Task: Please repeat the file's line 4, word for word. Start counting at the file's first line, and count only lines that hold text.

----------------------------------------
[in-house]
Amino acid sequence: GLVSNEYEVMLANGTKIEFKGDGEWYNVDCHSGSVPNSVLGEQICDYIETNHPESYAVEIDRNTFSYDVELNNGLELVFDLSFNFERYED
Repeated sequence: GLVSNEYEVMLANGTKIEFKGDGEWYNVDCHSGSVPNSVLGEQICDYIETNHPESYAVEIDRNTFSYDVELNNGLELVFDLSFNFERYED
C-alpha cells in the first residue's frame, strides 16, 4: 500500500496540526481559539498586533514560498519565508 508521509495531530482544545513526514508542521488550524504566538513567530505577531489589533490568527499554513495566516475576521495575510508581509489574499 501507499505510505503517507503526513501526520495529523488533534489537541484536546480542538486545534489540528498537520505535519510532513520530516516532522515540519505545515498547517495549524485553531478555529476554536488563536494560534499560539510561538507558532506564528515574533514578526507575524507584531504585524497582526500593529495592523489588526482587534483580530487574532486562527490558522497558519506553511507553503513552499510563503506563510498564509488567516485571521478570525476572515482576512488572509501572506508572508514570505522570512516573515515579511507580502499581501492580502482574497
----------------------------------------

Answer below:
C-alpha cells in the first residue's frame, strides 16, 4: 500500500496540526481559539498586533514560498519565508 508521509495531530482544545513526514508542521488550524504566538513567530505577531489589533490568527499554513495566516475576521495575510508581509489574499 501507499505510505503517507503526513501526520495529523488533534489537541484536546480542538486545534489540528498537520505535519510532513520530516516532522515540519505545515498547517495549524485553531478555529476554536488563536494560534499560539510561538507558532506564528515574533514578526507575524507584531504585524497582526500593529495592523489588526482587534483580530487574532486562527490558522497558519506553511507553503513552499510563503506563510498564509488567516485571521478570525476572515482576512488572509501572506508572508514570505522570512516573515515579511507580502499581501492580502482574497